The US Food and Drug Administration recently issued a letter to Biosense Technologies, developer of the uCheck Urine Analyzer mobile medical application, stating that the firm’s product qualifies as a medical device and must have 510(k) clearance in order to be sold in the US.
The uCheck app is designed to read urine analysis dip sticks via smart phone camera. In its enforcement letter, the FDA argued that the Biosense app as well as any mobile phone used to analyze urinalysis results together function as an “automated strip reader”—in other words, as a medical device requiring 510(k) premarket notification.
As mobile medical device developers await final guidance from the FDA on how their products will be regulated, the Biosense letter could prove an indicator of the regulator’s broader approach to mobile medical app oversight. MobiHealthNews and the FDA Law Blog both note the Biosense letter‘s importance as a potential preview of how the FDA will enforce compliance for medical apps.
Writing for MobiHealthNews, attorney Bradley Merrill Thompson argues that the Biosense letter actually provides more clarity for high-risk medical app developers in terms of FDA compliance, and helps answer one of the bigger regulatory questions—whether and how smart phones or other mobile devices fall under FDA oversight. Furthermore, Thompson argues that lack of major enforcement efforts at the FDA thus far has actually hurt developers of higher-risk medical apps as these firms have little idea of how US regulators will treat their products.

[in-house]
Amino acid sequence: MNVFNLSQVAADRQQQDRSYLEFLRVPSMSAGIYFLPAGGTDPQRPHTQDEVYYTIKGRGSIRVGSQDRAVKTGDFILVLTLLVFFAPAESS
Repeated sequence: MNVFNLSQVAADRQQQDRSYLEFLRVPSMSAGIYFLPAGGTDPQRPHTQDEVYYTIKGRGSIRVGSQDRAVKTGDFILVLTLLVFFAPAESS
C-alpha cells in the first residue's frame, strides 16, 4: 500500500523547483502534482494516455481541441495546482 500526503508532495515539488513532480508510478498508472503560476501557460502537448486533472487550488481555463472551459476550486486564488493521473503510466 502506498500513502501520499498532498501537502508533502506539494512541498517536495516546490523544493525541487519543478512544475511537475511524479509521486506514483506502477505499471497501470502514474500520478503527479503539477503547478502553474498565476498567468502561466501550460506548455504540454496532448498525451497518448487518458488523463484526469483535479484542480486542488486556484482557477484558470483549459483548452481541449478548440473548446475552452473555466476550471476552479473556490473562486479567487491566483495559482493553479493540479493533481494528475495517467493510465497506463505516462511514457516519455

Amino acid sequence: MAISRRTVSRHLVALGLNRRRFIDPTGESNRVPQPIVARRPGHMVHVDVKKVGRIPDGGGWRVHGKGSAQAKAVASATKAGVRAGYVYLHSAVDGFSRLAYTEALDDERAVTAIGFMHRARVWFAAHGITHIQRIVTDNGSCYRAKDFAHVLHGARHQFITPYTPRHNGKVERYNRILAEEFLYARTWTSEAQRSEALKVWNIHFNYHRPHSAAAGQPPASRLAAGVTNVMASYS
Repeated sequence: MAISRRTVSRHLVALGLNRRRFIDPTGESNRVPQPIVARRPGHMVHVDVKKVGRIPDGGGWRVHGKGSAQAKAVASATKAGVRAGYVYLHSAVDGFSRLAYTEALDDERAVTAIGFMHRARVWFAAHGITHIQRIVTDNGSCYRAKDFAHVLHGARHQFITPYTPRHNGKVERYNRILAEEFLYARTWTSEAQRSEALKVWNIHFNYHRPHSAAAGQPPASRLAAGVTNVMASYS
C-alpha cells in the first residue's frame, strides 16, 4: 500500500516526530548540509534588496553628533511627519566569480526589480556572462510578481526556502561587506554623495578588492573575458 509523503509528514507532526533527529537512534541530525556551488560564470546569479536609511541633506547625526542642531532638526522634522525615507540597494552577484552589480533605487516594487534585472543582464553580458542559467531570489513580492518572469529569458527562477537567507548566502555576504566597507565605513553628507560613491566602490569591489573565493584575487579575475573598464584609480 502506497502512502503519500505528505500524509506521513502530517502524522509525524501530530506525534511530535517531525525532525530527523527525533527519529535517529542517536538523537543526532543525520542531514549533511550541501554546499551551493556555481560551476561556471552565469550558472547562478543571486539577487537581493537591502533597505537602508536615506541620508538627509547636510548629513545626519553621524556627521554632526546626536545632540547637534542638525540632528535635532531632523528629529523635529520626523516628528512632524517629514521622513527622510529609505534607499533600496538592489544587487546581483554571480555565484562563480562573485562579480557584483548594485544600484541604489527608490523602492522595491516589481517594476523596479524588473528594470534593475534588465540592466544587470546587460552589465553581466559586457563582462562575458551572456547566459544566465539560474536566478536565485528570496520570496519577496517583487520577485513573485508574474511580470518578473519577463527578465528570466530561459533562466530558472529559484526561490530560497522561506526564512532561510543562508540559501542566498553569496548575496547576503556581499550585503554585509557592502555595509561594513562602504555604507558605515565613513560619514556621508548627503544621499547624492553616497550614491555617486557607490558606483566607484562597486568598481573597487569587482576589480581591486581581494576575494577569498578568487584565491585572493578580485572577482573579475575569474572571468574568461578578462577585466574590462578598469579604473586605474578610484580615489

At the FDA Law Blog, attorney Carmelina Allis suggests the letter shows a continued case-by-case enforcement method at the FDA regarding medical apps rather than a more aggressive across-the-board enforcement approach—at least until the FDA makes its final guidance known.
Obviously nothing would clear up questions about FDA regulation of mobile medical apps faster than publication of final guidance, but in the meantime the Biosense letter—if we take it as an indication of the FDA’s overall enforcement plan for mobile medical apps—suggests a not-unreasonable regulatory approach. Still, although suggestions are helpful at this point, certainty in terms of compliance would go much further to help the mHealth and mobile medical app industries develop more innovative and mature products.